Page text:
It means that Evelyn Keys has a role here with meat,. She gets to play the nice girl and the femme fatale, simultaneously. She gets to play the demure girl and the fun lover too ― Linda James is a truly great role in film noir.

Witness the cigarette sex she carries on with Brad Dexter, one of the weirdest items of noir erotica in the entire canon.

Cigarettey Sex - - Evelyn Keyes and Brad Dexter 
99 River Street (1953)

Lastly, the lovely denouement down at the eponymous venues of the title, River Street - - which happens to be at the harbour.

John Payne, slugged one last time is being taken to his execution by the thugs, crammed in the thugmobile and bearing down on the last remaining witnesses to their heinous activities.

Brad Dexter brushes off Evelyn Keyes and heads along the dock front with a gun, there to take out his nemesis, good-guy and sap, John Payne.

The two meet up on the gangway of an ocean going ship, where Ernie Driscoll gets his second chance. He hears the boxing fight that we heard at the head of the film; the crowd is jeering, or is it cheering? He is on the ropes, or are they chains?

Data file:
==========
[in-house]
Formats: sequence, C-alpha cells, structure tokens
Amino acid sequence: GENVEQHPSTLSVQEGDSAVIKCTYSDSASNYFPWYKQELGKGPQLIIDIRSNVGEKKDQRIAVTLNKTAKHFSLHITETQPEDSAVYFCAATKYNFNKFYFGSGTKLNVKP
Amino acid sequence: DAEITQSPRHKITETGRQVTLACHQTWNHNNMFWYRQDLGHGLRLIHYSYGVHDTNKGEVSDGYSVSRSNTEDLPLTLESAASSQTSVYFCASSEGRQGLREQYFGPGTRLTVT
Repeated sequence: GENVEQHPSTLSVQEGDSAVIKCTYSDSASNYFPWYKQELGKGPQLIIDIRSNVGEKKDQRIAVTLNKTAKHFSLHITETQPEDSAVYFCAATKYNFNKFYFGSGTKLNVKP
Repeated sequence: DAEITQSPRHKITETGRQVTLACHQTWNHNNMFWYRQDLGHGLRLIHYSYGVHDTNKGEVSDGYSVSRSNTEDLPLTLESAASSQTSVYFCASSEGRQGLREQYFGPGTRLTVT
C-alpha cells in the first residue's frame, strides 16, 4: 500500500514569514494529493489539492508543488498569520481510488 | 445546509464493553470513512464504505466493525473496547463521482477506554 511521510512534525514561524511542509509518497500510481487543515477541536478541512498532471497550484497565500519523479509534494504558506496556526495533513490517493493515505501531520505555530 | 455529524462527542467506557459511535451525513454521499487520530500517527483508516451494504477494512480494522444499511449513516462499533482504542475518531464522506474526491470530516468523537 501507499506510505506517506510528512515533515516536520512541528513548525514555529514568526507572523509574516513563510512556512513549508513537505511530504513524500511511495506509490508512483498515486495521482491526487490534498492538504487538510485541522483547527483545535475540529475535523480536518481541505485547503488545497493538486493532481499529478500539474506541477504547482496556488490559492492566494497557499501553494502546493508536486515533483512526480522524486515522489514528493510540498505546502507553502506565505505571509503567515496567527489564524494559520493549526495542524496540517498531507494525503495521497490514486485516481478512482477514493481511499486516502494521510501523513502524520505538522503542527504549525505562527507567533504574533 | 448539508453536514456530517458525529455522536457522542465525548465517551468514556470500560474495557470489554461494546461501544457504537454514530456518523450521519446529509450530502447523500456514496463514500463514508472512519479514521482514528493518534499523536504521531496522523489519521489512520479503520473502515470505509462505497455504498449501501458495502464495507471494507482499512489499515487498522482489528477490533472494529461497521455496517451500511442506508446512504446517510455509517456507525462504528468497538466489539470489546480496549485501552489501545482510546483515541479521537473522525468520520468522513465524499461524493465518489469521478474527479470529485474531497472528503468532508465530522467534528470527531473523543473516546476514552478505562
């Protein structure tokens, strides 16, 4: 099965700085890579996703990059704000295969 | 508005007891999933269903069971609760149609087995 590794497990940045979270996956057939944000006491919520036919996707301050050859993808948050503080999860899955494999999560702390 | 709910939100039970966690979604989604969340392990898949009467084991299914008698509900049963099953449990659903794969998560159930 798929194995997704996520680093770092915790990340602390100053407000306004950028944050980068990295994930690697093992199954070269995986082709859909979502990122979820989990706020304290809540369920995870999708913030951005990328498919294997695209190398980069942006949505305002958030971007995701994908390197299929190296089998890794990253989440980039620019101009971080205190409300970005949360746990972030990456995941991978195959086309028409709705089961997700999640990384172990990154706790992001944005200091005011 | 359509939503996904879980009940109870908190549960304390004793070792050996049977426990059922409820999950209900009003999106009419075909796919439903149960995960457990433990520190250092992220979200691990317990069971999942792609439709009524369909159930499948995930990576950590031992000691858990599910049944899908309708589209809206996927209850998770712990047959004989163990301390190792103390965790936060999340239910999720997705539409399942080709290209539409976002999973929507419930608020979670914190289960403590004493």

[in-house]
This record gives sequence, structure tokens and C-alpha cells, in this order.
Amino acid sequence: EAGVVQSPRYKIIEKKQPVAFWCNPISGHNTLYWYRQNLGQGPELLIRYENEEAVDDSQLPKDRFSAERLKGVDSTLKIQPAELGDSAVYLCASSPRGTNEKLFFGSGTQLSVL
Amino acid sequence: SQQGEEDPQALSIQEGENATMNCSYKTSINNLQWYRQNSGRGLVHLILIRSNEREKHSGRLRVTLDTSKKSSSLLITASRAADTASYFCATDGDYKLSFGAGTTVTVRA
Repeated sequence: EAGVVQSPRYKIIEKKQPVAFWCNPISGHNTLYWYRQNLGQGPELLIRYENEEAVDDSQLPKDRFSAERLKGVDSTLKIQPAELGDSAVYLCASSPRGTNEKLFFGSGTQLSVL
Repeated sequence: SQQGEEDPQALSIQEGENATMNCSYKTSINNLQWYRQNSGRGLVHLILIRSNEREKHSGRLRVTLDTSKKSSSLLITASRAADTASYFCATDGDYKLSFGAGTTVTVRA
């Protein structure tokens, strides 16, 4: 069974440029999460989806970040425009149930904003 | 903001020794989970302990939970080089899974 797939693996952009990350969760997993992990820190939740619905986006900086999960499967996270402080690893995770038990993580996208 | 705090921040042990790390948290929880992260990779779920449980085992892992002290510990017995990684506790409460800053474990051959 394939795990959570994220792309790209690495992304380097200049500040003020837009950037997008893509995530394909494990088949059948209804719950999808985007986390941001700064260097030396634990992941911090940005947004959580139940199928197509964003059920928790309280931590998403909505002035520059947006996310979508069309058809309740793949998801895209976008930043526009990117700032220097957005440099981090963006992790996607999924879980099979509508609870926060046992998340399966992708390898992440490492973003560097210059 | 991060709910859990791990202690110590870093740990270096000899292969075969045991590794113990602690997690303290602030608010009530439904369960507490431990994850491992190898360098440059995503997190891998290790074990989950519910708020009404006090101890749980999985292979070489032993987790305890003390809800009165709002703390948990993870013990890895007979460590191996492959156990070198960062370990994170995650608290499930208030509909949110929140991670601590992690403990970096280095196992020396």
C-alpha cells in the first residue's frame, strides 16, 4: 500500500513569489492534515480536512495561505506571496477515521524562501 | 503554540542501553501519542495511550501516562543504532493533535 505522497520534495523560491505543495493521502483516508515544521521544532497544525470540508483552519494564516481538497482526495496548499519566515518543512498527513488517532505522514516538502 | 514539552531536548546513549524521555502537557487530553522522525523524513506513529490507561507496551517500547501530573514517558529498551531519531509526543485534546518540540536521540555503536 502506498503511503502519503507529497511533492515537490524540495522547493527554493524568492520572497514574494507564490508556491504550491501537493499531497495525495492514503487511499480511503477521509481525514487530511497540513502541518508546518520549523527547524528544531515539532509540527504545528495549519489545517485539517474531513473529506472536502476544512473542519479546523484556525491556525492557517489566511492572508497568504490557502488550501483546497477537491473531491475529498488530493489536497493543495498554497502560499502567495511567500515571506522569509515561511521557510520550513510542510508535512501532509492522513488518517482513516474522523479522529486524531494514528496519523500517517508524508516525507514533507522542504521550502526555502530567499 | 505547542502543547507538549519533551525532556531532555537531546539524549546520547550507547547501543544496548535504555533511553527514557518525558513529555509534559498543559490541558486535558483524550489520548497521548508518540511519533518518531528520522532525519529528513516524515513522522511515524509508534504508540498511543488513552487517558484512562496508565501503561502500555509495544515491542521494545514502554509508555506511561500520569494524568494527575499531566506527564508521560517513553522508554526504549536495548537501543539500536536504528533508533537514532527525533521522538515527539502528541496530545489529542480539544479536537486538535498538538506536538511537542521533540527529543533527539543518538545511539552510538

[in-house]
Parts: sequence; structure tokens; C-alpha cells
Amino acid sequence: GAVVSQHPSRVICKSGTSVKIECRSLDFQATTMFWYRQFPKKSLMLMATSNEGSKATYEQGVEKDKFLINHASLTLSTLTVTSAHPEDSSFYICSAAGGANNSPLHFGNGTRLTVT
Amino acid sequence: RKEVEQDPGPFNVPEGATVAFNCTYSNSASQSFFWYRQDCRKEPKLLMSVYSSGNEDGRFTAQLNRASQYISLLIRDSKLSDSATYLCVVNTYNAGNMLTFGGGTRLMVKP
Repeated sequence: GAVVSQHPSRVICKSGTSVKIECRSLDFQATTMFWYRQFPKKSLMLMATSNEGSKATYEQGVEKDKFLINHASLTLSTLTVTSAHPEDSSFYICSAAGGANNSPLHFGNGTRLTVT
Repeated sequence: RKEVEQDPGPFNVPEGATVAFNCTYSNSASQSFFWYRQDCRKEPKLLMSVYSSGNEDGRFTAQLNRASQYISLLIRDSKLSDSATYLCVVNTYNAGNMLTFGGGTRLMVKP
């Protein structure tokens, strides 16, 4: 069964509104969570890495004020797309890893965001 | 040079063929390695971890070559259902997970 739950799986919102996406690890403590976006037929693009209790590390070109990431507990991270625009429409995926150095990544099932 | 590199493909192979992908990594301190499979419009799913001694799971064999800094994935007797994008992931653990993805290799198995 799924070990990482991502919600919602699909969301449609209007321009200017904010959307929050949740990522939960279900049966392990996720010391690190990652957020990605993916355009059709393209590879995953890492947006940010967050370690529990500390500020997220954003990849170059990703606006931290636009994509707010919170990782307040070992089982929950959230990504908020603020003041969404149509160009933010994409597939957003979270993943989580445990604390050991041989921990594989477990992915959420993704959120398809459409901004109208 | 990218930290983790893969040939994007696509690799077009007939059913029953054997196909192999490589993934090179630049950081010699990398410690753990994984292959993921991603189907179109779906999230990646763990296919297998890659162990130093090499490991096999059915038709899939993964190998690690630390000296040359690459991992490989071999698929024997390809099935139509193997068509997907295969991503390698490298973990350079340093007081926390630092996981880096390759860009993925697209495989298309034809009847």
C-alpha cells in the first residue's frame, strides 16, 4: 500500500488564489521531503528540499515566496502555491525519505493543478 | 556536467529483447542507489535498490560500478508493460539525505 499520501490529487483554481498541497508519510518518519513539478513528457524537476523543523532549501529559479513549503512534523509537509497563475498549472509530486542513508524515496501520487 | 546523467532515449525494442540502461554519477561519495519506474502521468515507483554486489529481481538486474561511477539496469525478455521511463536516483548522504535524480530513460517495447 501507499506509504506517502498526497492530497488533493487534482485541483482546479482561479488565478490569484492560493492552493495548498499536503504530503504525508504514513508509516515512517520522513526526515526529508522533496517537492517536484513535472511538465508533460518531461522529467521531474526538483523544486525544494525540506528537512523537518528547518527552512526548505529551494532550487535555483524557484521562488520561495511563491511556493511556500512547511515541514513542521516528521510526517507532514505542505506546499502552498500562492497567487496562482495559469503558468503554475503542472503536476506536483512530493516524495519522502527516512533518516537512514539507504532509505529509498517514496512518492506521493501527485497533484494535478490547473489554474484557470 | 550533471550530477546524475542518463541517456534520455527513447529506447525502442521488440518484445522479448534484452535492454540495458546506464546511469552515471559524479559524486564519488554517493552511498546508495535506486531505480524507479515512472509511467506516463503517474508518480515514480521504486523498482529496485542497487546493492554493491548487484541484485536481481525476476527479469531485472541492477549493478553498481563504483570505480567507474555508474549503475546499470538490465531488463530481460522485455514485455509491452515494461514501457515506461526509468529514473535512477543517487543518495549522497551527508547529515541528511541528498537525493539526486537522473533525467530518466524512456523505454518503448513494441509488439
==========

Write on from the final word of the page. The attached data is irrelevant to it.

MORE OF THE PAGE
Everything is going to hinge on him getting up and fighting on. He's defeated after another long bout, because it has been a tough 83 minutes for him, being beaten, duped, framed and suckered. 

And 83 minutes is incredibly tight; a lot of noir is packed into that time.

Visit River Street on Wikipedia


99 River Street is a 1953 film noir directed by Phil Karlson and starring John Payne and Evelyn Keyes, Brad Dexter, Frank Faylen, and Peggie Castle. The screenplay is by Robert Smith, based on a short story by George Zuckerman. The film was produced by Edward Small, with cinematography by Franz Plane